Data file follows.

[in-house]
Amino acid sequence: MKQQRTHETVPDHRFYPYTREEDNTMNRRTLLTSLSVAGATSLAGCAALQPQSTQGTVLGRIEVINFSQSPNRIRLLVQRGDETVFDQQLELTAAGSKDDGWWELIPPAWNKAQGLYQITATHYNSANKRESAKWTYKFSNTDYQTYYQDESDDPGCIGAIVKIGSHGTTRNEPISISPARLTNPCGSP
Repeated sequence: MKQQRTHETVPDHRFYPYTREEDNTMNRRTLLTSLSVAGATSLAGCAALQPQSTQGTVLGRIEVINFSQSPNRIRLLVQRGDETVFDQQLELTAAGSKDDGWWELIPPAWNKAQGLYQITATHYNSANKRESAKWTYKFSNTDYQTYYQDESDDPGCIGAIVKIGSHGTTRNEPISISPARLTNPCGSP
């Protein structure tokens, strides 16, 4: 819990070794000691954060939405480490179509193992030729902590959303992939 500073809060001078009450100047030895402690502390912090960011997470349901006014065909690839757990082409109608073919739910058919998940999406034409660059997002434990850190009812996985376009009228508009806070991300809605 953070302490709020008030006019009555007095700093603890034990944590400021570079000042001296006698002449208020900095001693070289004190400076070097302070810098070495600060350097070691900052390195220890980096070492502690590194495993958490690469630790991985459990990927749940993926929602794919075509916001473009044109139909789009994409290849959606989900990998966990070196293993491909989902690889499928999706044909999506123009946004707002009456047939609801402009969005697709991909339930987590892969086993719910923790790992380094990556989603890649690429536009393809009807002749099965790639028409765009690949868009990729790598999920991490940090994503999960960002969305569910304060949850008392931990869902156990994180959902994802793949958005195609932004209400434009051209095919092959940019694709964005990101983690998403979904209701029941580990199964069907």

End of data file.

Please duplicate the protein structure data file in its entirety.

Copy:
[in-house]
Amino acid sequence: MKQQRTHETVPDHRFYPYTREEDNTMNRRTLLTSLSVAGATSLAGCAALQPQSTQGTVLGRIEVINFSQSPNRIRLLVQRGDETVFDQQLELTAAGSKDDGWWELIPPAWNKAQGLYQITATHYNSANKRESAKWTYKFSNTDYQTYYQDESDDPGCIGAIVKIGSHGTTRNEPISISPARLTNPCGSP
Repeated sequence: MKQQRTHETVPDHRFYPYTREEDNTMNRRTLLTSLSVAGATSLAGCAALQPQSTQGTVLGRIEVINFSQSPNRIRLLVQRGDETVFDQQLELTAAGSKDDGWWELIPPAWNKAQGLYQITATHYNSANKRESAKWTYKFSNTDYQTYYQDESDDPGCIGAIVKIGSHGTTRNEPISISPARLTNPCGSP
């Protein structure tokens, strides 16, 4: 819990070794000691954060939405480490179509193992030729902590959303992939 500073809060001078009450100047030895402690502390912090960011997470349901006014065909690839757990082409109608073919739910058919998940999406034409660059997002434990850190009812996985376009009228508009806070991300809605 953070302490709020008030006019009555007095700093603890034990944590400021570079000042001296006698002449208020900095001693070289004190400076070097302070810098070495600060350097070691900052390195220890980096070492502690590194495993958490690469630790991985459990990927749940993926929602794919075509916001473009044109139909789009994409290849959606989900990998966990070196293993491909989902690889499928999706044909999506123009946004707002009456047939609801402009969005697709991909339930987590892969086993719910923790790992380094990556989603890649690429536009393809009807002749099965790639028409765009690949868009990729790598999920991490940090994503999960960002969305569910304060949850008392931990869902156990994180959902994802793949958005195609932004209400434009051209095919092959940019694709964005990101983690998403979904209701029941580990199964069907």